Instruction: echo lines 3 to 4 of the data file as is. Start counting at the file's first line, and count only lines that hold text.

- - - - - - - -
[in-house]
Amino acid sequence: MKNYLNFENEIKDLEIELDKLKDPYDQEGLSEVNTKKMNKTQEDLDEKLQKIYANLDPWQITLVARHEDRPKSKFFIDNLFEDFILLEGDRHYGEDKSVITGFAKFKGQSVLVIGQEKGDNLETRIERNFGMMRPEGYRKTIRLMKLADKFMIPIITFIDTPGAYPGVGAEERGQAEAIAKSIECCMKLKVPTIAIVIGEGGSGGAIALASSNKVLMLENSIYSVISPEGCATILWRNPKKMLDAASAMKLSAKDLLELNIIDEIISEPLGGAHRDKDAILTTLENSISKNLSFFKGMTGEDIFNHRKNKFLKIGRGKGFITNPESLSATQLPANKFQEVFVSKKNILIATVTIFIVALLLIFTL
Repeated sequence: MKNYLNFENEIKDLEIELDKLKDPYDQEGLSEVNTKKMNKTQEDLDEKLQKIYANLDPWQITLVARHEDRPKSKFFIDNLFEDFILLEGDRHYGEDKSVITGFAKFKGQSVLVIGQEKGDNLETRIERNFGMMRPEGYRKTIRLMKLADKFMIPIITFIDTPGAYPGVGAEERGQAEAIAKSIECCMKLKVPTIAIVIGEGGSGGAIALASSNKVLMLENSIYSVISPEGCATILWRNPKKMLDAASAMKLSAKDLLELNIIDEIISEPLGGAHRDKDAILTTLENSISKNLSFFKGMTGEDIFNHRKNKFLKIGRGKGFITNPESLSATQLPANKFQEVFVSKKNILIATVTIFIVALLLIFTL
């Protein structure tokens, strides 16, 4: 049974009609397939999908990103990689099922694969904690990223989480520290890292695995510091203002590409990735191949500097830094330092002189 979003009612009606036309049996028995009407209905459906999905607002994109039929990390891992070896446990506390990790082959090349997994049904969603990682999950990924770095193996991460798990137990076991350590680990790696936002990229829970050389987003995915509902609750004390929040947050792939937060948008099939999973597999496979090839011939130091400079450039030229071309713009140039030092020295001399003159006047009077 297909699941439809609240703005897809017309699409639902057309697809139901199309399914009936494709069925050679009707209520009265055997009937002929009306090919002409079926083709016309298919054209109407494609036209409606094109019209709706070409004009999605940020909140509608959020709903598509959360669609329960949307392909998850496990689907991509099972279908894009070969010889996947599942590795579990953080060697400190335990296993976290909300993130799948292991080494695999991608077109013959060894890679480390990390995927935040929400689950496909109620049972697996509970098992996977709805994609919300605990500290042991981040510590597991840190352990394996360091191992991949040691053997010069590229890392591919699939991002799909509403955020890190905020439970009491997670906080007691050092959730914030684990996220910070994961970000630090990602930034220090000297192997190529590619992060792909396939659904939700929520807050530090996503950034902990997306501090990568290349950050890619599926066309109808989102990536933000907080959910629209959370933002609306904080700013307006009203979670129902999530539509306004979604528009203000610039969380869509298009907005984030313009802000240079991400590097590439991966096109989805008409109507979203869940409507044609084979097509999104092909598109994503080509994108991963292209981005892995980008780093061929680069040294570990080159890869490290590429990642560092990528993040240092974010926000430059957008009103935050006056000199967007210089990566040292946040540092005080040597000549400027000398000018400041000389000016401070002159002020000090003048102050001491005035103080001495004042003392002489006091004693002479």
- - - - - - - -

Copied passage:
Repeated sequence: MKNYLNFENEIKDLEIELDKLKDPYDQEGLSEVNTKKMNKTQEDLDEKLQKIYANLDPWQITLVARHEDRPKSKFFIDNLFEDFILLEGDRHYGEDKSVITGFAKFKGQSVLVIGQEKGDNLETRIERNFGMMRPEGYRKTIRLMKLADKFMIPIITFIDTPGAYPGVGAEERGQAEAIAKSIECCMKLKVPTIAIVIGEGGSGGAIALASSNKVLMLENSIYSVISPEGCATILWRNPKKMLDAASAMKLSAKDLLELNIIDEIISEPLGGAHRDKDAILTTLENSISKNLSFFKGMTGEDIFNHRKNKFLKIGRGKGFITNPESLSATQLPANKFQEVFVSKKNILIATVTIFIVALLLIFTL
């Protein structure tokens, strides 16, 4: 049974009609397939999908990103990689099922694969904690990223989480520290890292695995510091203002590409990735191949500097830094330092002189 979003009612009606036309049996028995009407209905459906999905607002994109039929990390891992070896446990506390990790082959090349997994049904969603990682999950990924770095193996991460798990137990076991350590680990790696936002990229829970050389987003995915509902609750004390929040947050792939937060948008099939999973597999496979090839011939130091400079450039030229071309713009140039030092020295001399003159006047009077 297909699941439809609240703005897809017309699409639902057309697809139901199309399914009936494709069925050679009707209520009265055997009937002929009306090919002409079926083709016309298919054209109407494609036209409606094109019209709706070409004009999605940020909140509608959020709903598509959360669609329960949307392909998850496990689907991509099972279908894009070969010889996947599942590795579990953080060697400190335990296993976290909300993130799948292991080494695999991608077109013959060894890679480390990390995927935040929400689950496909109620049972697996509970098992996977709805994609919300605990500290042991981040510590597991840190352990394996360091191992991949040691053997010069590229890392591919699939991002799909509403955020890190905020439970009491997670906080007691050092959730914030684990996220910070994961970000630090990602930034220090000297192997190529590619992060792909396939659904939700929520807050530090996503950034902990997306501090990568290349950050890619599926066309109808989102990536933000907080959910629209959370933002609306904080700013307006009203979670129902999530539509306004979604528009203000610039969380869509298009907005984030313009802000240079991400590097590439991966096109989805008409109507979203869940409507044609084979097509999104092909598109994503080509994108991963292209981005892995980008780093061929680069040294570990080159890869490290590429990642560092990528993040240092974010926000430059957008009103935050006056000199967007210089990566040292946040540092005080040597000549400027000398000018400041000389000016401070002159002020000090003048102050001491005035103080001495004042003392002489006091004693002479």